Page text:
Staff | Toronto Star · Jan 12, 2017
The grand chief of 49 northern First Nations is calling for a national suicide strategy after the loss of two 12-year-old girls since Sunday.
The small indigenous community of Wapekeka is in mourning after the suicide of a 12-year-old girl on Sunday and another 12-year-old girl on Tuesday.
There is concern that more children will try to take their lives. A crisis team has flown into the Oji-Cree community, which is about 450 kilometres northeast of Sioux Lookout, in northwestern Ontario.
Another four girls were to be flown out of the community on medical charter flights, said Nishnawbe Aski Nation Grand Chief Alvin Fiddler. Wapekeka First Nation is a Treaty 9 First Nation and one of NAN’s 49 communities. Treaty 9 was signed in 1905 by First Nations leaders and the Crown in northern Ontario; it covers an area roughly the size of France.
Fiddler said NAN held an emergency call Tuesday with federal and provincial representatives to plan a co-ordinated response.
But holding emergency calls and flying in teams when suicides spike should not be the answer to a crisis that has gripped indigenous communities for decades, he said, adding that what’s needed is a national strategy that sees stable and consistent help.
“It shouldn’t just be during times of crisis and stress when we all come together, which is what we do now … We need to develop a more comprehensive strategy, something that can be applied across the country — not just in NAN territories. Nunavut and Manitoba are also struggling,” he said.
Wapekeka went through a suicide crisis in the 1990s but the community came together, developed a strategy and stuck to its programs, he said. Then funding became a problem, and Wapekeka struggled.
As the community tries to come to grips with what has happened and make sure other youth are safe, Wapekeka’s band council is asking for privacy.
Northern First Nations have struggled with suicide epidemics for decades. There were more than 500 suicides across NAN First Nations from 1986 to 2016 and more than 70 of them were children aged 10 to 14, while another 200 were young people between the ages of 15 and 20. Last year, Attawapiskat First Nation declared a state of emergency after there were 11 suicide attempts in one evening.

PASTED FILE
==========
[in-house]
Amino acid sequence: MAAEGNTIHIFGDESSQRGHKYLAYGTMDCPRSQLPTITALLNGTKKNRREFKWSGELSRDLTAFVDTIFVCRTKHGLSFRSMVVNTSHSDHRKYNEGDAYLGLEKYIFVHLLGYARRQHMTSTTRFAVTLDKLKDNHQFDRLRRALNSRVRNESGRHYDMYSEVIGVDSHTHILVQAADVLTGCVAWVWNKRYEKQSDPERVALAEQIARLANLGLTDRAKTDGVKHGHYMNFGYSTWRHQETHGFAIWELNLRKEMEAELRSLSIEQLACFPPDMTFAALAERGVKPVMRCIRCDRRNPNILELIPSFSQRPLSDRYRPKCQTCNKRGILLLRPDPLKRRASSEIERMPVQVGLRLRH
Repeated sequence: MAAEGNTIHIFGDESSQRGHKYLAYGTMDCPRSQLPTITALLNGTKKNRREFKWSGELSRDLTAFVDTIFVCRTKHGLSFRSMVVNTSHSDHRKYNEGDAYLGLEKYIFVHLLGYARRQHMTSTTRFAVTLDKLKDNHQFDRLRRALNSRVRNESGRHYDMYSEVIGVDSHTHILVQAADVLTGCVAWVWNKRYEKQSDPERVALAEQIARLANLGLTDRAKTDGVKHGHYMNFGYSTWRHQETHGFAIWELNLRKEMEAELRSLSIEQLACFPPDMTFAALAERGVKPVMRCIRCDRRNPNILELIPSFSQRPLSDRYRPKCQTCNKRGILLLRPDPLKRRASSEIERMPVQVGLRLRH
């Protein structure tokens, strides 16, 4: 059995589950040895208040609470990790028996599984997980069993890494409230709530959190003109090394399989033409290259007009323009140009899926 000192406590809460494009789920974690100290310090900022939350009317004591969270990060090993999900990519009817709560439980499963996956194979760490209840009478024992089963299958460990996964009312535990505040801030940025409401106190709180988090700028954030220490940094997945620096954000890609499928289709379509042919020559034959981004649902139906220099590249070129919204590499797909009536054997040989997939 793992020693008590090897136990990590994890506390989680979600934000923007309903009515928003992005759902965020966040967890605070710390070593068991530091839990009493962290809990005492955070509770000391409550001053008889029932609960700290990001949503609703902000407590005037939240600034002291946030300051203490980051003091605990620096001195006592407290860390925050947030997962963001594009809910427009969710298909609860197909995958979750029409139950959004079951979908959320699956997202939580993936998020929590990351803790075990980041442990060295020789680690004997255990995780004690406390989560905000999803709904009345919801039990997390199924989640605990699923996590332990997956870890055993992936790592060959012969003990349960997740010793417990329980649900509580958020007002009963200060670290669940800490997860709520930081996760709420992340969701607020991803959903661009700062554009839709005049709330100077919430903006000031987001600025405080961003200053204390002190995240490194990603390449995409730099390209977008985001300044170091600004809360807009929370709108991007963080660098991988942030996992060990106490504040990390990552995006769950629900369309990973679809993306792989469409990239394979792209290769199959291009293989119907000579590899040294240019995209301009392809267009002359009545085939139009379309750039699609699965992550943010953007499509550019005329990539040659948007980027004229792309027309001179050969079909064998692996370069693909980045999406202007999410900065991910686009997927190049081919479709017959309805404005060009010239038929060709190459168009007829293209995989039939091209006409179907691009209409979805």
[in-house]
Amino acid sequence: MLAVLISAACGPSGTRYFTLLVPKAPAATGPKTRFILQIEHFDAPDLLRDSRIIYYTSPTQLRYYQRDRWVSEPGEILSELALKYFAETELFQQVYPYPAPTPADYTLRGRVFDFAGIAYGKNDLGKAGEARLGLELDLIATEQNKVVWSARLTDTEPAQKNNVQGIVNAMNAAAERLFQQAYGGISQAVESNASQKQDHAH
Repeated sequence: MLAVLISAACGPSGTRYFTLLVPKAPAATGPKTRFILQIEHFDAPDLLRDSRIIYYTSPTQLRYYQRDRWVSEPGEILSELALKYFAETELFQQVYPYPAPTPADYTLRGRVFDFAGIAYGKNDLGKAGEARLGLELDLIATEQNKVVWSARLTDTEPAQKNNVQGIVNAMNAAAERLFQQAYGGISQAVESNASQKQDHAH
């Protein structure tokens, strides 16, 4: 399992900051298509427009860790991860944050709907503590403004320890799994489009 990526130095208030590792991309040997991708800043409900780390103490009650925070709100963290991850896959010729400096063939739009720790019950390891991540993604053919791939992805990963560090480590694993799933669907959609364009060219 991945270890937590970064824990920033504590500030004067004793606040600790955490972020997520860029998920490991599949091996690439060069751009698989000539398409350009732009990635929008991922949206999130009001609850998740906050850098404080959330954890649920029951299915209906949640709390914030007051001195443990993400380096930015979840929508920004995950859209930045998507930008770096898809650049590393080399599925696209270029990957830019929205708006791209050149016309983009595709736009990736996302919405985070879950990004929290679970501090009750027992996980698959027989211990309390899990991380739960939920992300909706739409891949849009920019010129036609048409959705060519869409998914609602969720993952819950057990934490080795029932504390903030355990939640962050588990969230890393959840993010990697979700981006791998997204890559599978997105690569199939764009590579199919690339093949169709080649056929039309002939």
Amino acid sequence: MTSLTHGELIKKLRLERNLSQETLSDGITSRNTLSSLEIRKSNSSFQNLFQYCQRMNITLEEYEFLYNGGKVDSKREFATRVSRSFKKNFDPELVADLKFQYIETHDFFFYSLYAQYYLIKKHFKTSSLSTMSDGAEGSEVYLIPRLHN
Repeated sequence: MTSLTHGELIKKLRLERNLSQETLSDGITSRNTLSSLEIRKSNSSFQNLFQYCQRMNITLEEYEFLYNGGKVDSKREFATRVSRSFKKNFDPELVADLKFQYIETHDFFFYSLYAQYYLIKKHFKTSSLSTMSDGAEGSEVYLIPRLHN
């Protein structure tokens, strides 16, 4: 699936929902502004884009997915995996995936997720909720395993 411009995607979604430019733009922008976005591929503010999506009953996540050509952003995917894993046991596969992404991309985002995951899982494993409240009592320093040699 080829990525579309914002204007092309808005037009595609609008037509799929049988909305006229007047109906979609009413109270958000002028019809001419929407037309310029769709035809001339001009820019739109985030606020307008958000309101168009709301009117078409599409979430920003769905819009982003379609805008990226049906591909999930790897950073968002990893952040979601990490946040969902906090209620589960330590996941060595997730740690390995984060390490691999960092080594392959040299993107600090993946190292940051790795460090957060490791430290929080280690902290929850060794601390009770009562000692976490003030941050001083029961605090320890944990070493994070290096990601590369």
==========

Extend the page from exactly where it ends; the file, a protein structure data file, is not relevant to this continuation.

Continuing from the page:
Wapekeka is devastated, said Fiddler.
“We are working non-stop to co-ordinate an emergency response and are doing everything possible to ensure that the necessary mental health and counselling supports are made available immediately, especially for high-risk youth who need urgent medical attention and specialized care,” said Fiddler.
While there is no information as to the circumstances of what happened and why, Wapekeka has had a troubled past.
The remote community was one of the areas convicted pedophile Ralph Rowe targeted for nearly two decades. Rowe was a pilot, a Scout leader and Anglican minister. Recently, a documentary called Survivors Rowe, focused on three of Rowe’s abuse victims and how the consequences of the abuse they experienced has affected their lives. The film was shot at Wunnumin Lake, Wapekeka and on the Big Trout Lake First Nation.
The documentary alleges hundreds of boys were sexually abused by Rowe in a variety of northwestern Ontario indigenous communities. The true number may never be known as many victims have not wanted to disclose their pain. But indigenous leaders acknowledge Rowe’s legacy has led to many suicides in the region.
“It’s always been an issue for the community. A lot of it stems from Ralph Rowe. This was one of the communities where he was most active,” Fiddler said.
In 1994, Rowe was convicted of 39 counts of indecent assault on 15 boys aged 8 to 14. He was sentenced to six years in prison but served only 4.5 years.
Part of Rowe’s 1994 plea deal shielded him from facing more charges of a similar nature. However, in 2006, Rowe faced another 31 alleged victims and 75 charges, wrote Justice Erwin Stach in a July 2006 court document, the Star reported in 2011.
After preliminary hearings, the number of charges fell from 75 to 57 and complainants from 31 to 25. Five went to trial and only two cases resulted in convictions. Rowe was sentenced to three years in prison — one three-year sentence and another one year concurrent.